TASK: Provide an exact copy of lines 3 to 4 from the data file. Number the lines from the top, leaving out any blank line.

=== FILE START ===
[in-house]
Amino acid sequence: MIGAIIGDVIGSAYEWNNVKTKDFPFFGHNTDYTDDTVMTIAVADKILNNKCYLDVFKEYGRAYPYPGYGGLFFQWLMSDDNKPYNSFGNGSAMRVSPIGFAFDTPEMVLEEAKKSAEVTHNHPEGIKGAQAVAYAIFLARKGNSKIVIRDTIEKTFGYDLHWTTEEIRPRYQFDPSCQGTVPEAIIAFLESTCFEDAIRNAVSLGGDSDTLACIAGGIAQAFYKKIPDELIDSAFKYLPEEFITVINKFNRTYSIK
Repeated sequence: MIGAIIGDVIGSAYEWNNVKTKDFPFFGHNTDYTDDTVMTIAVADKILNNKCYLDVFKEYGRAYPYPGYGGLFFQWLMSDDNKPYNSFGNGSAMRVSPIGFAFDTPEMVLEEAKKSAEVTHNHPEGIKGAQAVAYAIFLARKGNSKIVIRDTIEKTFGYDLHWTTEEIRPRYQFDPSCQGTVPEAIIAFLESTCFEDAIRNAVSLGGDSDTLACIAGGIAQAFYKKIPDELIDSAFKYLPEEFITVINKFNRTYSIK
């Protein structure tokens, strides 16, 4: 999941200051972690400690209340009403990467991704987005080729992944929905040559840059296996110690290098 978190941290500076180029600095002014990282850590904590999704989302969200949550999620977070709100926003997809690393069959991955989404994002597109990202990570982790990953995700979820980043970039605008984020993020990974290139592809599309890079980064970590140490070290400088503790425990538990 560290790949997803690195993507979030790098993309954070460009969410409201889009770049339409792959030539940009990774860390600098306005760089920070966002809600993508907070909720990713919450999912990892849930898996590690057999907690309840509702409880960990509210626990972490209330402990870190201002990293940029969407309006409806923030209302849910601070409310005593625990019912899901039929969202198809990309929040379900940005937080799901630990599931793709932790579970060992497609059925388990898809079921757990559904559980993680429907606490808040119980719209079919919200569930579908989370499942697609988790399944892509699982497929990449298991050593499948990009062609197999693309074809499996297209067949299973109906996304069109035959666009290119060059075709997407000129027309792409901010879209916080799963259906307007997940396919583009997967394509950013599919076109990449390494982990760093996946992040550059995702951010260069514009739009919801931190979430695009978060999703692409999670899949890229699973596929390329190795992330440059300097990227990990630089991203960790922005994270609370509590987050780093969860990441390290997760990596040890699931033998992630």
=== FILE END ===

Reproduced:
Repeated sequence: MIGAIIGDVIGSAYEWNNVKTKDFPFFGHNTDYTDDTVMTIAVADKILNNKCYLDVFKEYGRAYPYPGYGGLFFQWLMSDDNKPYNSFGNGSAMRVSPIGFAFDTPEMVLEEAKKSAEVTHNHPEGIKGAQAVAYAIFLARKGNSKIVIRDTIEKTFGYDLHWTTEEIRPRYQFDPSCQGTVPEAIIAFLESTCFEDAIRNAVSLGGDSDTLACIAGGIAQAFYKKIPDELIDSAFKYLPEEFITVINKFNRTYSIK
């Protein structure tokens, strides 16, 4: 999941200051972690400690209340009403990467991704987005080729992944929905040559840059296996110690290098 978190941290500076180029600095002014990282850590904590999704989302969200949550999620977070709100926003997809690393069959991955989404994002597109990202990570982790990953995700979820980043970039605008984020993020990974290139592809599309890079980064970590140490070290400088503790425990538990 560290790949997803690195993507979030790098993309954070460009969410409201889009770049339409792959030539940009990774860390600098306005760089920070966002809600993508907070909720990713919450999912990892849930898996590690057999907690309840509702409880960990509210626990972490209330402990870190201002990293940029969407309006409806923030209302849910601070409310005593625990019912899901039929969202198809990309929040379900940005937080799901630990599931793709932790579970060992497609059925388990898809079921757990559904559980993680429907606490808040119980719209079919919200569930579908989370499942697609988790399944892509699982497929990449298991050593499948990009062609197999693309074809499996297209067949299973109906996304069109035959666009290119060059075709997407000129027309792409901010879209916080799963259906307007997940396919583009997967394509950013599919076109990449390494982990760093996946992040550059995702951010260069514009739009919801931190979430695009978060999703692409999670899949890229699973596929390329190795992330440059300097990227990990630089991203960790922005994270609370509590987050780093969860990441390290997760990596040890699931033998992630």